McGill Alert / Alerte de McGill

Updated: Fri, 07/12/2024 - 12:16

McGill Alert. The downtown campus will remain partially closed through the evening of Monday, July 15. See the Campus Safety site for details.

Alerte de McGill. Le campus du centre-ville restera partiellement fermé jusqu’au lundi 15 juillet, en soirée. Complément d’information : Direction de la protection et de la prévention

Associates & Visitors

Dörte Bemme, PhD (McGill University, Anthropology/Social Studies of Medicine). Dörte's doctoral research investigated the emergence of Global Mental Health as a field with a particular focus on the specific “global knowledge infrastructures” emerging from GMH's effort to develop evidence-based, cost-effective and scalable interventions. She conducted a multi-sited ethnography across numerous GMH programs and institutions in Europe, North America and South Africa, where she explored the novel discourses, infrastructures, and therapeutic practices that render mental health knowledge mobile, global, and adaptable across different scales. Dörte will start her postdoctoral fellowship at the University of North Carolina Chapel Hill in January 2019, while remaining affiliated with McGill's GMHP. Her new work focuses on the technique of "digital phenotyping" and on the construction of mental health and illness at the cell phone interface. She investigates how mental health tracking and diagnostic apps differentially construct and treat mental health problems in high-income and humanitarian settings.

Funding 2016-2019: (1) FQRSC, IDRC and SSHRC Doctoral Award, (2) SSHRC Postdoctoral Award, (3) Nomination Alice Wilson Award

 

 

Liana Chase is a doctoral candidate in anthropology at SOAS University of London and holds a Masters in social and transcultural psychiatry from McGill University. Her research is situated at the intersection of anthropology and psychiatry, engaging ethnographic methods to generate insights into processes of suffering, healing, and care in humanitarian settings. She has been involved in medical anthropological research in Nepal for ten years, including as a Fulbright scholar (2011-2012), and her ongoing doctoral work focuses on the mental health response to Nepal's 2015 earthquakes. She has also worked extensively with refugees and asylum seekers in Canada and the US.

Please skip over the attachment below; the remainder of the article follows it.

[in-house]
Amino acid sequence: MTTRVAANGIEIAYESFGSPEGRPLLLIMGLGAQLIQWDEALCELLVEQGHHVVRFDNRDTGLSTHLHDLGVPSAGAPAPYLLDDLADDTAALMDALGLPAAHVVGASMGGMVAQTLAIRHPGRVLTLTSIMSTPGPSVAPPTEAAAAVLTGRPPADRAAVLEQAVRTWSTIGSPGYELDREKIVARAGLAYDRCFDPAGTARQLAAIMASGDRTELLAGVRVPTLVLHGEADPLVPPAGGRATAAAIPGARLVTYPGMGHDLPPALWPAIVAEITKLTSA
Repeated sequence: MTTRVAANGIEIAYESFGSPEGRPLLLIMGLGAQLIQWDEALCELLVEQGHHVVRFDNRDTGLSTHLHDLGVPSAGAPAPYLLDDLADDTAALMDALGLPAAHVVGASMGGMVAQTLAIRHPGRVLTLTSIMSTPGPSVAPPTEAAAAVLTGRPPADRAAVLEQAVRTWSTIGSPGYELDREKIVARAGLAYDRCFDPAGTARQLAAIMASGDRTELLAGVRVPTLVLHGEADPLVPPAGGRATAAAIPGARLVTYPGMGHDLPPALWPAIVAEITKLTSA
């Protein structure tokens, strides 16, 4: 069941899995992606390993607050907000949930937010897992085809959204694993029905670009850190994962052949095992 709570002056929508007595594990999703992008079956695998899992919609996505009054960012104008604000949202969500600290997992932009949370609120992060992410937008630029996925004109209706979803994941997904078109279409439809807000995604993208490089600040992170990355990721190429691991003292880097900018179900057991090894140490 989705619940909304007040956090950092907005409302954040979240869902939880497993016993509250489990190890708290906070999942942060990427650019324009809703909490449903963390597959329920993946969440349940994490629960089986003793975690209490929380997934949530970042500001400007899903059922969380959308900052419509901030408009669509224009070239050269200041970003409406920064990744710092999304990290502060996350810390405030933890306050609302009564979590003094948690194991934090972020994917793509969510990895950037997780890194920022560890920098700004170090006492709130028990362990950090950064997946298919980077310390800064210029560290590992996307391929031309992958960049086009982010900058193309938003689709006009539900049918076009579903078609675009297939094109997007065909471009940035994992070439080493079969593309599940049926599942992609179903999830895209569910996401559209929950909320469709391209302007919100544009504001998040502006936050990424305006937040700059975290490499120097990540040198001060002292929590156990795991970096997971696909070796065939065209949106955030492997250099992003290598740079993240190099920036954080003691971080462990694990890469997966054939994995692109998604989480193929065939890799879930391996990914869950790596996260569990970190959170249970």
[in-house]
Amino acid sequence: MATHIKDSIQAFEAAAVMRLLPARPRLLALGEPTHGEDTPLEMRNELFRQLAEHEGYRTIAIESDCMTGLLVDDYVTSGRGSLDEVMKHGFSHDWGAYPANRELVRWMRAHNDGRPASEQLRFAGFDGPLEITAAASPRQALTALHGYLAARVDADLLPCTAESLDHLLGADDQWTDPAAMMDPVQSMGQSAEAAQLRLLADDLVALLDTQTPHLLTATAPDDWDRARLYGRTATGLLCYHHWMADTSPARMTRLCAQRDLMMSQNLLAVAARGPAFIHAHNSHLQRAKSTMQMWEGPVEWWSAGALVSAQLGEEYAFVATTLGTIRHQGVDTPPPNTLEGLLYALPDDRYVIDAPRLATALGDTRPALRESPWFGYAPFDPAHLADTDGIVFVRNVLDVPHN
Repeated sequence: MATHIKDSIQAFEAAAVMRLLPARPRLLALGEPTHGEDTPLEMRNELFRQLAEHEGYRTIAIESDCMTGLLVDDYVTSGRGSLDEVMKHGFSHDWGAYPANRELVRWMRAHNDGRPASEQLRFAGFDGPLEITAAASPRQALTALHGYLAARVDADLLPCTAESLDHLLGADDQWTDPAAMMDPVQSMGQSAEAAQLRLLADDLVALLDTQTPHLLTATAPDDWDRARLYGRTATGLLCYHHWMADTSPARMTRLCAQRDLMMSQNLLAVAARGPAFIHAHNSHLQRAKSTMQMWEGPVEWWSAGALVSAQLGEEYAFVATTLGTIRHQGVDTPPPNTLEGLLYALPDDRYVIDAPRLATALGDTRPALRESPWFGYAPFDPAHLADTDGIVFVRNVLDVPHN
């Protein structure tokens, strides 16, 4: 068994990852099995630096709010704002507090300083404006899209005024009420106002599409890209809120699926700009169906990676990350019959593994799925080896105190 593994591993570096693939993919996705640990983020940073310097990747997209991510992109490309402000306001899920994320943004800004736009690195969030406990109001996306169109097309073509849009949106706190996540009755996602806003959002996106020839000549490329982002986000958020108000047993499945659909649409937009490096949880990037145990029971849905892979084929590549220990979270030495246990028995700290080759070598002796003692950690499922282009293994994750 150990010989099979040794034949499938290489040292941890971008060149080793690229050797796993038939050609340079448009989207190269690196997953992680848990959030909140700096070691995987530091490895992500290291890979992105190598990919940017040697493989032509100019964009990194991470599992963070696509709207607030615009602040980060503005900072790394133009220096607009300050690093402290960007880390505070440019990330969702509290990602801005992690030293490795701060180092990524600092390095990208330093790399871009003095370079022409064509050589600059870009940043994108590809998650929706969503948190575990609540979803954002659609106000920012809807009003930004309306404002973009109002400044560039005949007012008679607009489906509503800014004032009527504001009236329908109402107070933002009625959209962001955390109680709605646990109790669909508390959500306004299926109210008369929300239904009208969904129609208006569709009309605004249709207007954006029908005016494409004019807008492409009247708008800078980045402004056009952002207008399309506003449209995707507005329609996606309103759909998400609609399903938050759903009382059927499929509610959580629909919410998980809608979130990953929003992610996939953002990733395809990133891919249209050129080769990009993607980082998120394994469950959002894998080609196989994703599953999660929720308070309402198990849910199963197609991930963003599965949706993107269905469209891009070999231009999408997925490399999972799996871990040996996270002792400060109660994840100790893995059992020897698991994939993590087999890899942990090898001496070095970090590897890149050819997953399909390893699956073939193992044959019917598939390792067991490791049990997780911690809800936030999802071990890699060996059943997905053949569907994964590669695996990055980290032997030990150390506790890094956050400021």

Vivian Dzokoto received her PhD in Clinical & Community Psychology from the University of Illinois at Urbana Champaign and completed an APA accredited internship at the University of Michigan Counseling and Psychological Services. Dr. Dzokoto has two parallel lines of research: (1) The cultural grounding and impact of money behaviors (e.g. saving, spending, investing) and the adoption and non-adoption of different forms of money (e.g. new currencies, cards, mobile money) in developing economies. (2) The cultural grounding of Emotion and Psychopathology. Other areas of interest include cultural clinical psychology, anxiety disorders, multicultural competencies in psychotherapy, cross-cultural transitions, and intercultural communication.

 

 

Nadia El-Shaarawi is an Assistant Professor of Global Studies at Colby College. Her work focuses on forced migration, humanitarianism, and mental health. She works on a book on urban displacement, durable solutions, and mental health among Iraqi refugees in Cairo, Egypt. She investigates how in the aftermath of the 2003 invasion and the sectarian violence that followed, Iraqi refugees in the Middle East negotiated conditions of urban exile fraught with uncertainty and insecurity and how interactions with global and international institutions and policies had implications for mental health and well-being. She also participates in a collaborative ethnography of the Balkan Route that refugees took to reach Northern Europe in 2015-2016, along Greece, Macedonia, Serbia, Slovenia, Hungary, Germany. In short, her work focuses on the struggle for mobility and the relationship between mobility and immobilization, with an emphasis on refugees' well-being.

    

     

 

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